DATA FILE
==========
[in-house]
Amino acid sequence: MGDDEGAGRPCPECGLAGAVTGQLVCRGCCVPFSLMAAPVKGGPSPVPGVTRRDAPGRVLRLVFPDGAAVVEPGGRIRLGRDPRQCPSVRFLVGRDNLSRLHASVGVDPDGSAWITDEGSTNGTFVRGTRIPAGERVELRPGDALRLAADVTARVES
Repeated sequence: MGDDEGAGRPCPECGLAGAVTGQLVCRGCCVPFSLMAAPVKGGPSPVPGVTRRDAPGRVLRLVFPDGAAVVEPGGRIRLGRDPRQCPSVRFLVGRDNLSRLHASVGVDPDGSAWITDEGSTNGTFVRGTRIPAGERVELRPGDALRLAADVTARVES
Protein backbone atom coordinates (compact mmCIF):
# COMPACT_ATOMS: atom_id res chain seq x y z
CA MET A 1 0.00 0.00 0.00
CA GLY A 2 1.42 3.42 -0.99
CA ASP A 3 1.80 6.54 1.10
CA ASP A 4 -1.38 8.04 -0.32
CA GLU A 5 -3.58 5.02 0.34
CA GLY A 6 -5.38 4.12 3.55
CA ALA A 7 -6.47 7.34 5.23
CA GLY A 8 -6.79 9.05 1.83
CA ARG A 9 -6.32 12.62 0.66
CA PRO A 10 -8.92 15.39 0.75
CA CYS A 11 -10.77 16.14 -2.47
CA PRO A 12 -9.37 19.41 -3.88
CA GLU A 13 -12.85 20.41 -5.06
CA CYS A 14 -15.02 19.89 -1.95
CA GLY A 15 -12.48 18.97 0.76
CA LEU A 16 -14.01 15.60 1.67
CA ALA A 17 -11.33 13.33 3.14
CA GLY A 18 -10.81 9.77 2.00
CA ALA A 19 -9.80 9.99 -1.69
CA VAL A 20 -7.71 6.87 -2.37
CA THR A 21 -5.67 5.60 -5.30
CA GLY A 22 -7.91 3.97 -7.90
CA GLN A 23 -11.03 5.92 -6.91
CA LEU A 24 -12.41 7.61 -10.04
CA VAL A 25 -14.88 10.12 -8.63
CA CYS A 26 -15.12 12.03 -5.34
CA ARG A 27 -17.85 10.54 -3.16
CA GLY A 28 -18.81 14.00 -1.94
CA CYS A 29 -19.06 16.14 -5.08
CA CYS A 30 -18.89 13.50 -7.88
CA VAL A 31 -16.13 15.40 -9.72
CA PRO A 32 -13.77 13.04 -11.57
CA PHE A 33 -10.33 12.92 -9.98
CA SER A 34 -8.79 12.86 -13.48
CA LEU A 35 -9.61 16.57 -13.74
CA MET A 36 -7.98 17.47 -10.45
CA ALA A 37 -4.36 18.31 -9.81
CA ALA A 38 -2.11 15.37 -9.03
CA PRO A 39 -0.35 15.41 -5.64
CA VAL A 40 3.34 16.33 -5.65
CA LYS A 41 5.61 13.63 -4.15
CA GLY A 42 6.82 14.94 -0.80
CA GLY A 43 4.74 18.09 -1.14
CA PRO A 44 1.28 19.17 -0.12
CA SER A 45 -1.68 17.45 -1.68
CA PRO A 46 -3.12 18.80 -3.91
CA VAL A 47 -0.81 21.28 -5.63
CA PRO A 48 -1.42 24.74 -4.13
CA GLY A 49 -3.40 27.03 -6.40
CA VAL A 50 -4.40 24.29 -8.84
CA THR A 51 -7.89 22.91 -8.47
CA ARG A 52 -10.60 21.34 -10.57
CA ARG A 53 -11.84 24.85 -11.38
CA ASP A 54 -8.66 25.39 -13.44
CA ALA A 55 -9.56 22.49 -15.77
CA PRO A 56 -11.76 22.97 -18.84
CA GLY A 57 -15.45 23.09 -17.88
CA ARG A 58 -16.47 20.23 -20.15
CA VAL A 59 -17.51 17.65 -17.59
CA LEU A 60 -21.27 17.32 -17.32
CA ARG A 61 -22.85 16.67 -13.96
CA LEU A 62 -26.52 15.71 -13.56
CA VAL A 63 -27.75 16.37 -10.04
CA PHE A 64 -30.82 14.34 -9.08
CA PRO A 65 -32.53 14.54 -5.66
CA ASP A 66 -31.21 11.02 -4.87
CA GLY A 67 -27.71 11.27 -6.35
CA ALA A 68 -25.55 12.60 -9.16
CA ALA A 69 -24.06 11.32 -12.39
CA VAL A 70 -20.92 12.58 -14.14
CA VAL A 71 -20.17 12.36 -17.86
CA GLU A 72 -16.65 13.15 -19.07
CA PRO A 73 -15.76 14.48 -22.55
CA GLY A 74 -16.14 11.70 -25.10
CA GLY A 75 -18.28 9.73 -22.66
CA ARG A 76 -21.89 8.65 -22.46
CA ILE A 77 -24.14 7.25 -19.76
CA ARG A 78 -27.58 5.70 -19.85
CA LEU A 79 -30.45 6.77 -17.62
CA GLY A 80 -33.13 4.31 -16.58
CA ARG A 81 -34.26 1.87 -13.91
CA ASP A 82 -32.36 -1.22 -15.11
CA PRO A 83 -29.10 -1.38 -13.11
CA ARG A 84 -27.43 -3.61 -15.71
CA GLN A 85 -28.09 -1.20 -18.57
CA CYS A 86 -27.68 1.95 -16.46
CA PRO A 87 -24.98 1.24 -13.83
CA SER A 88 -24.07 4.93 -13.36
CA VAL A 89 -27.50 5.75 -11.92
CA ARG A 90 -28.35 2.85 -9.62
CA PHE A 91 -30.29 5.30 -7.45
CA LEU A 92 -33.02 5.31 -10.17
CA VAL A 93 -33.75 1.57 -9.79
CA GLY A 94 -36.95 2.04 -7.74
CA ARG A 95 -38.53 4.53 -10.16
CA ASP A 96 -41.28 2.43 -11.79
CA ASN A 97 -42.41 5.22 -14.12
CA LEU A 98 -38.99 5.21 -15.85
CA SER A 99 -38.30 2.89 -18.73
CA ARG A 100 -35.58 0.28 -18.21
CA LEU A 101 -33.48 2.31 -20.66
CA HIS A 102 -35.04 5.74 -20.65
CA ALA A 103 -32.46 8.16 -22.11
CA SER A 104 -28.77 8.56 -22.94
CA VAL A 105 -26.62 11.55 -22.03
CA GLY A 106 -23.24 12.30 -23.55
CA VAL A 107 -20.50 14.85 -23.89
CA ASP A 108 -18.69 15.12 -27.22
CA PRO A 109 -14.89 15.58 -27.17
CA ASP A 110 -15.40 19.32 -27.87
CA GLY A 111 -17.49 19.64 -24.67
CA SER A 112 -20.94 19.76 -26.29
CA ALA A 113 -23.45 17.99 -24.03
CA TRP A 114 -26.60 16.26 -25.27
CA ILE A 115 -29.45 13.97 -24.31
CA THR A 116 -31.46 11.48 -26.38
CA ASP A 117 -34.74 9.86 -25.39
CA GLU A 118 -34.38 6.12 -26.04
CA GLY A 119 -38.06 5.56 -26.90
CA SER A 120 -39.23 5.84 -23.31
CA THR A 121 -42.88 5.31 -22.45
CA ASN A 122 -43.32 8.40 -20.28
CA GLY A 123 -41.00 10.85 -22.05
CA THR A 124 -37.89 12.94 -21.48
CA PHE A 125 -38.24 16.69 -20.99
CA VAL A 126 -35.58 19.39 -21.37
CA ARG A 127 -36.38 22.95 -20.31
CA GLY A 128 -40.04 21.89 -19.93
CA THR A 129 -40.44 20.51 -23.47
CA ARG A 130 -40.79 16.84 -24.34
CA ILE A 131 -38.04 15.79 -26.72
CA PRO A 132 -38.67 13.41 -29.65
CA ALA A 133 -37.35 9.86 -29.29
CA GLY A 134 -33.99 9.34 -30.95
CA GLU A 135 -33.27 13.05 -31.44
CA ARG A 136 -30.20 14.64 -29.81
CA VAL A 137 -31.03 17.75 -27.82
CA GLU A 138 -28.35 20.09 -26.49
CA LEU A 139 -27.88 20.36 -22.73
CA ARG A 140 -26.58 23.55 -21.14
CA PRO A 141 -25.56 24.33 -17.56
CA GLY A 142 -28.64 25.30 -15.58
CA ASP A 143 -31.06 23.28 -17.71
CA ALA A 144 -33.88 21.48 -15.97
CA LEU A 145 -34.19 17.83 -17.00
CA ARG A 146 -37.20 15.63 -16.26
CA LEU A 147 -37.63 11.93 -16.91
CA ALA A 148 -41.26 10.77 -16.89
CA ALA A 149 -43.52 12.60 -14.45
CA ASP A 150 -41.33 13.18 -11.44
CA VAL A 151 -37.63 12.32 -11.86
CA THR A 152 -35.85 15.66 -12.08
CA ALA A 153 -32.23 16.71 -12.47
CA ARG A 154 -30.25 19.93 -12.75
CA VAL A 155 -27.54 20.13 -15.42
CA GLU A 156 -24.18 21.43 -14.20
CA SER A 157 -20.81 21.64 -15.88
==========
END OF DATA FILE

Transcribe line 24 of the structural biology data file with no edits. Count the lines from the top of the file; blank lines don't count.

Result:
CA ALA A 19 -9.80 9.99 -1.69